The Lampasas City Council appears set to increase water rates for the upcoming fiscal year, although the council has not decided whether to raise electric rates.
The budget for the new fiscal year has not been adopted yet, but during a special session Monday, the council provided the city staff with direction about how much to charge for water.
The council plans to increase the base rate for water by $1.30 per month and intends to raise the consumption charge by $0.05 per 1,000 gallons.
The council has stated support for rate increases as a way to help the water/wastewater department cover its costs. Even with transfers in from other sources, the water/wastewater department spent more than it made from fiscal year 2014 to fiscal year 2017. Figures were as follows:
• 2014, transfer in of about $396,000; deficit of approximately $368,000.
• 2015, transfer in of about $496,000; deficit of approximately $494,000.
• 2016, transfer in of approximately $255,000; deficit of about $141,000.
• 2017, transfer in of about $350,000; deficit of about $227,000.
The city's most recent yearend projection for the current fiscal year is for the water/ wastewater department to have a surplus of $14,942, City Manager Finley deGraffenried said in an email Wednesday. The projected surplus, however, includes a transfer in of $100,000 to cover capital costs related to water extensions and upgrades.
"The slight surplus projection is due in part to the city not getting to all the projects we anticipated in our plan," deGraffenried wrote.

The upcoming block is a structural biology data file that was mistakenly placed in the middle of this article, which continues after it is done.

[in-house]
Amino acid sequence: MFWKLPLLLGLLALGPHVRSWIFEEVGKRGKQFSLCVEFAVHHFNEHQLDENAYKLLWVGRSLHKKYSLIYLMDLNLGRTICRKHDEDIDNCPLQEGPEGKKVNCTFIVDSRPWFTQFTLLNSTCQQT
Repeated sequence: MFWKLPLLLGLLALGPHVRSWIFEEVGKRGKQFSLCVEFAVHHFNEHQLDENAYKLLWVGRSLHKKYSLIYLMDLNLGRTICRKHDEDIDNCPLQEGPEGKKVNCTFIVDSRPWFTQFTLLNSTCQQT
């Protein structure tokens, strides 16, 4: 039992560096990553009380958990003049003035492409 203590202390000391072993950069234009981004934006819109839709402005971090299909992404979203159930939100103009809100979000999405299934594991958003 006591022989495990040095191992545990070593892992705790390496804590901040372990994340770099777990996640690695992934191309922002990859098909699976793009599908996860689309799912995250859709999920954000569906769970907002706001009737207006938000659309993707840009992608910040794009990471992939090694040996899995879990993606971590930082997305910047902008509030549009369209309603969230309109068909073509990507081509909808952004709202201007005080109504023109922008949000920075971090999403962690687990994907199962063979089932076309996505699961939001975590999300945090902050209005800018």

During Monday's meeting, the city manager told the City Council that even in years when water/wastewater income exceeded expenses, those surpluses were supported by revenue transfers into the department.
The potential increase in water rates is projected to boost water/wastewater revenue by about $158,000 in the upcoming fiscal year.
At Monday's meeting, the city provided statistics about how the proposed rate hikes would affect different types of customers. The statistics take into account the proposed base rate increase as well as the proposal to raise the consumption-based charge.
For a family that used about 6,000 gallons per month, the higher rates would raise the water bill a little more than $1.50 per month. For a family that used approximately 14,000 gallons per month, the water bill would go up about $2 per month.
On the commercial side, examples ranged from a machine shop to a factory. The machine shop, with an average monthly water use of about 730 gallons over the past year, would see the monthly water bill increase $1.34. The factory, which used about 200,000 gallons of water per month, would pay about $11 more each month in water bills than it does now.
Along with planning to raise water rates, the council also has stated support for a $0.50-per-month fee on utility bills to pay for a recycling program the city plans to add. The city does not intend to offer curbside pickup of recyclable items, but it plans to let people drop off recyclable items at the public works yard on Brown Street.
It will cost about $12,000 per year to run the recycling program, according to city staff estimates, and the $0.50-per-month fee charged to customers will generate an estimated $15,600 of revenue per year.
As they look to offset costs for recycling, city officials also have said there is a need to boost water/wastewater revenue to cover those costs.
Commenting about the proposed water rate increases, Mayor Misti Talbert said the city needs a way to recoup more of its water-related expenses. She noted ongoing costs for infrastructure and repairs.
“I feel like we’d be incredibly irresponsible if we do not continue to find a way to fund our water/ wastewater,” Talbert said. “With the issues and the incidents that we keep having, we’re never going to crawl out if we don’t start adjusting it now.”
If all the additional revenue from water rate increases stays in the water/ wastewater department – as the mayor insisted those monies should – the city’s overall budget would have about a $36,000 surplus in the upcoming fiscal year.